Notes on method:

This critique is my first effort to use the framework developed in my Master’s thesis, “The Judgement of Procedural Rhetoric.” It contends that Ian Bogost’s theory of procedural rhetoric describes the primary meaning-making structure of games—that a game uniquely makes an argument or expression through rules alone—while diverging from Bogost’s formulation of the notion in two significant ways.12 First, I argue that the construction of space has largely been misunderstood as a layer of contextual information rather than a set of spatial, ludic rules.13 Second, that procedural rhetoric takes place not only from a designer’s perspective—where one attempts to drive players toward a desired experience or argument—but also from the player’s perspective. A critical player, armed with the proper analytic method, can articulate which rules mean what to her while ignoring others as personally non-meaningful.14

The method set forth in my thesis assumes that the non-meaningful rules of a game derive from its genre substrate. These generic rules are a form of literacy that serve to integrate players into a game’s core mechanical loop. Designers can push new aesthetic experiences to players by incorporating new rules and spatial structures into play, subverting conventions and inspiring a player’s reflection on divergence from the genre. My introductory example of this principle comes from the Call of Duty series, where infinite enemy respawns limited by a trigger point convey the futility of “eliminating” enemy numbers: enemies spawn continuously into a space until a pre-defined boundary is passed, at which point a new set of respawn locations perpetuates the experience of constant threat.15 This rule constitutes a significant divergence from the genre of run-and-gun shooters.

We can also separate a game’s rules into material and conventional constraints. In an analog game, most constraints are conventional. They are enforced by the play community, and they afford both cheating and spoil-sporting as described by Huizinga.16 A videogame, on the other hand, is composed primarily of material constraints. One cannot change the numerical values and algorithms structuring its play experience without resorting to hacking or modding, which are meta-gaming practices quite different and more technically involved than traditional cheating. Some of the only conventional constraints that persist for a videogame are endgame goals: from speedrunning, to iron-manning, to generally deciding when a play experience is sufficient and complete.

I would argue that my analytic method uniquely suits two implicit goals of the Well-Played series: that some exceptional games demand close readings, and that these close readings are demonstrably unique for all possible players. For instance, in my reading of Final Fantasy XIII, I purposefully avoided two significant portions of the game that lend themselves to generic play. In the case of FFXIII’s genre, these conventional sections imply grinding. Both the middle portion of the game and it’s post-story play experience afford grinding for achieving the side goal of hunting enemies of difficulty greater than those found in the main mission. I would describe these, in my geographical analogy, as mires dotting the hills and lines of my phenomenological experience.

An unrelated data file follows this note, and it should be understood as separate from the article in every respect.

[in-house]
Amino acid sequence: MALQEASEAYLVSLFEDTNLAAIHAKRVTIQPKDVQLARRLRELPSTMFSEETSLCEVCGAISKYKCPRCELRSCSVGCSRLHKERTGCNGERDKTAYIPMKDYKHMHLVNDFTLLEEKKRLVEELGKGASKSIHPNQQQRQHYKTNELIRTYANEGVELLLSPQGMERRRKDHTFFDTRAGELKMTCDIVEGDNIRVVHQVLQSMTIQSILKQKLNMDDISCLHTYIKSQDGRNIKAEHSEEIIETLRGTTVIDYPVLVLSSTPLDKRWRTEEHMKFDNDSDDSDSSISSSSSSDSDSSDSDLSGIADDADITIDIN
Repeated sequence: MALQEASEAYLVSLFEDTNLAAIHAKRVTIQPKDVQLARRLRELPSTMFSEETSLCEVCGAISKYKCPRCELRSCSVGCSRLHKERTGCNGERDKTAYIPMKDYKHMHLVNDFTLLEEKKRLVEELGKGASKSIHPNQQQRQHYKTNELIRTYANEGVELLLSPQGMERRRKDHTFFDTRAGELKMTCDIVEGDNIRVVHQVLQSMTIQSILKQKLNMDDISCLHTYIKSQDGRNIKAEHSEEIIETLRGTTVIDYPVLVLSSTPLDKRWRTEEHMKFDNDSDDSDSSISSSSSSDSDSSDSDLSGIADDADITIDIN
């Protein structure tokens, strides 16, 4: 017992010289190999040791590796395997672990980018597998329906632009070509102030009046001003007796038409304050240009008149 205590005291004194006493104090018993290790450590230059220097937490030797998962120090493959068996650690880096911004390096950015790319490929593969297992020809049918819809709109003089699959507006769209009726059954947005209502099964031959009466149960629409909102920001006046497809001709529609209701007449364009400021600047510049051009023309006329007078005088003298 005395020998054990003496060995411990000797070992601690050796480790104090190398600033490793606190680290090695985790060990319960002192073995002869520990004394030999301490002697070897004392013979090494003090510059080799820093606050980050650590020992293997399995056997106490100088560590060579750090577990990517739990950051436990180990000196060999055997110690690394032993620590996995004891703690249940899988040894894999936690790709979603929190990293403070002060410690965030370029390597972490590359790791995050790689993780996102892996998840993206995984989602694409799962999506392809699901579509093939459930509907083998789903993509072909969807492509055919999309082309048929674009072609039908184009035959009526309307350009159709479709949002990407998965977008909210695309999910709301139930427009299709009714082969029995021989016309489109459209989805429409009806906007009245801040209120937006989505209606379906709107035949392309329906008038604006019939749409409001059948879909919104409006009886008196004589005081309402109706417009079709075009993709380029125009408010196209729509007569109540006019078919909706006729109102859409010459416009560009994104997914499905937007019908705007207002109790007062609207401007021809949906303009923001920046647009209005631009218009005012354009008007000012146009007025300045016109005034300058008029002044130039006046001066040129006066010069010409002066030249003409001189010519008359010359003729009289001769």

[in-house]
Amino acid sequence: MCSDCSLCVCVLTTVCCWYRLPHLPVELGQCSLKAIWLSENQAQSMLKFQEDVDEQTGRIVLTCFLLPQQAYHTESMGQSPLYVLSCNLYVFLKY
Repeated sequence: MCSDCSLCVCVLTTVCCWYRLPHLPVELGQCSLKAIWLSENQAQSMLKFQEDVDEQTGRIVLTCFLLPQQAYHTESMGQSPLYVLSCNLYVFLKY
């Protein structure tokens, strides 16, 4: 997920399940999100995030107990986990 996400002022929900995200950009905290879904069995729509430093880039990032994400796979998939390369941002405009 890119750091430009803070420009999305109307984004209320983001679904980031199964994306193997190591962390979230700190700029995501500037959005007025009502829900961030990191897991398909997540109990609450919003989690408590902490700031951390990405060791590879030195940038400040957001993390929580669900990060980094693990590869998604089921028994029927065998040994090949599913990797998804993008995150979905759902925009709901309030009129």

My Final Fantasy XIII is a game about numbers. It asks me to blindly ascend a sequence of hills, in a line, up until the point where it sets me free. It does so for the expressive purpose of make me experience firsthand the difference between total determination and complete freedom. Final Fantasy XIII teaches me how to gauge the strengths and weakness of each type of enemy, then it asks me to adapt to various arrangements of different kinds of enemies. It argues that the Final Fantasy series has always been about this sensing process, the conflict between known, dynamic numerical values (the heroes) and a single, static number (the enemy). Final Fantasy XIII is a game that eschews grinding, adaptive difficulty, and a difficulty slider. Instead, it argues that the traditional subsystems of treasure hunting, weapon upgrading, and shopping should exist only to help players with lesser skill. Anyone who lets the game teach her how it works needs none of these. Its possibility space is narrow, as much a series of puzzles as it is a game. But it’s a good series of puzzles.